The first tip that I heard was, "Sharks won't attack you if you've got your legs covered. They're attracted to the paleness." If I wasn't aware of how my own body looks, I would've taken this as an insult from the man dispensing shark trivia like the elevator was a party and he needed to break the ice. But I know that I'm a toothpaste creature of mayonnaise and snow. If someone calls me pale, it's because they simply have to. Calling me anything else makes it seem like you're trying to sleep with me.
The advice was the most solid that I received on the entire trip. Sharks are attracted to high-contrast colors, and to them, pale, freckled legs amid murky waters are potentially a delicious buffet.
The next advice I received was: "Sharks can't navigate waves, so stay where the waves are." This idea suggests that sharks do not like the ocean. The ocean is waves. If I had listened to the person who said that any longer, I'm sure they would've followed that wisdom with, "And if you meet any bears, run into the forest. The leaves will confuse their senses and they'll explode to death."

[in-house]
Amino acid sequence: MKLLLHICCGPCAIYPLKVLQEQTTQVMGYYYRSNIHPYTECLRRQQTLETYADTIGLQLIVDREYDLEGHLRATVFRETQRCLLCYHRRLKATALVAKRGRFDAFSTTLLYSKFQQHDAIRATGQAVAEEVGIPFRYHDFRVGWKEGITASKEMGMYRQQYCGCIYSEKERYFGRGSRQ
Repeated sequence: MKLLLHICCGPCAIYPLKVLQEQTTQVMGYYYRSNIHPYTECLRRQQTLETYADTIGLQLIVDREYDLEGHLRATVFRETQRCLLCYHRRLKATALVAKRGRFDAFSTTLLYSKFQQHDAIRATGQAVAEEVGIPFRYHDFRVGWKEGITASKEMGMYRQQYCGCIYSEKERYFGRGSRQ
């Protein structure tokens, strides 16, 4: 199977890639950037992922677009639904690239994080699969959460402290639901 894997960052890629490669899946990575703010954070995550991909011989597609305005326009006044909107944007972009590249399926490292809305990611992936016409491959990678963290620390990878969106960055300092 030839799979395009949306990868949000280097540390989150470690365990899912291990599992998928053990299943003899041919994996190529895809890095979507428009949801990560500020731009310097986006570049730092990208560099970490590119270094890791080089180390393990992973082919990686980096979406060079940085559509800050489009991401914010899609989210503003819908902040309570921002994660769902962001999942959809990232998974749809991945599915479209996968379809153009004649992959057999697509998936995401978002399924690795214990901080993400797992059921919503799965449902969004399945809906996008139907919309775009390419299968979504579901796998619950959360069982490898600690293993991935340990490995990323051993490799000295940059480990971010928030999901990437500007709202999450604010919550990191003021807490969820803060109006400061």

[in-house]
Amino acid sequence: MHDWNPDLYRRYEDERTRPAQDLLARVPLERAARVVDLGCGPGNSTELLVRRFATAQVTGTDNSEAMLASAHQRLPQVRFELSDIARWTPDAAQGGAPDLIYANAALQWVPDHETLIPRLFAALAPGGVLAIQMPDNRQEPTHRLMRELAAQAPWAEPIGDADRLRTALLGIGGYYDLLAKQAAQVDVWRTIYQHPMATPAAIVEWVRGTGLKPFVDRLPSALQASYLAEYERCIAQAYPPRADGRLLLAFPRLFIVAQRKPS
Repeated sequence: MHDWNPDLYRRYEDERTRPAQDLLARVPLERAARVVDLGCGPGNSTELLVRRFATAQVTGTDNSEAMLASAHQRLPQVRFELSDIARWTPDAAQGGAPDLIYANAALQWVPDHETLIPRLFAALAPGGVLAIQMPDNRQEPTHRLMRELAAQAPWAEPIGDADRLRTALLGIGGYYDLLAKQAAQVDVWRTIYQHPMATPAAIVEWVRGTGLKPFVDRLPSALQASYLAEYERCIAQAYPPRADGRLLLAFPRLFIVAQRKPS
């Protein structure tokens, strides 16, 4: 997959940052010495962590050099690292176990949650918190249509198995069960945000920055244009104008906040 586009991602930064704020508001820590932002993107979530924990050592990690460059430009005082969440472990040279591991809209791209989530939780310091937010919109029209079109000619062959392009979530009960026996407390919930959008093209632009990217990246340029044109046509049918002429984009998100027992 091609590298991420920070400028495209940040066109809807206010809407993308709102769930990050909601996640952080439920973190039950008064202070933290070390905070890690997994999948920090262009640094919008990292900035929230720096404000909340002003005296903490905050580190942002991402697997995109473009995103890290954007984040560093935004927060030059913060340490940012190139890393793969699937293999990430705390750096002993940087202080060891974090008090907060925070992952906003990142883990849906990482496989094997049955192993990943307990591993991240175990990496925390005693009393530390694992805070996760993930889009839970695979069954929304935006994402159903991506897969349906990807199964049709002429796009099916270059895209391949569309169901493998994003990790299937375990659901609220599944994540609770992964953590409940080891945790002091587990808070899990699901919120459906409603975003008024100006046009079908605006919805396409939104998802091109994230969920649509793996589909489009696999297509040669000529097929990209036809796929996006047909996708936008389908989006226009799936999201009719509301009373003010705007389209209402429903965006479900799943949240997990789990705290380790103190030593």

"Hello, my name is-" *KABOOM*
In this cavalcade of instruction, I also learned that the breast stroke is a stroke that attracts less sharks because it looks less frantic. This might work, unless you're 99 percent of people swimming in the ocean, where any swimming style you use is going to look like you're trying to win a game of underwater charades with the prompt "falling down the stairs." And it isn't really advice, but I did hear someone talking about learning how to ride with sharks like it was as simple as getting your learner's permit. I don't mean to shatter your confidence, own-a-boat-guy-in-stupid-sunglasses, but approaching a wave of shark-related incidents with the mindset of "It's OK, because I could easily mount them. And with my simple words in your brain, so could you" is barely helping. Announcing yourself to be the reincarnation of glorious SharkJesus just gives the group around you the impetus to drink faster.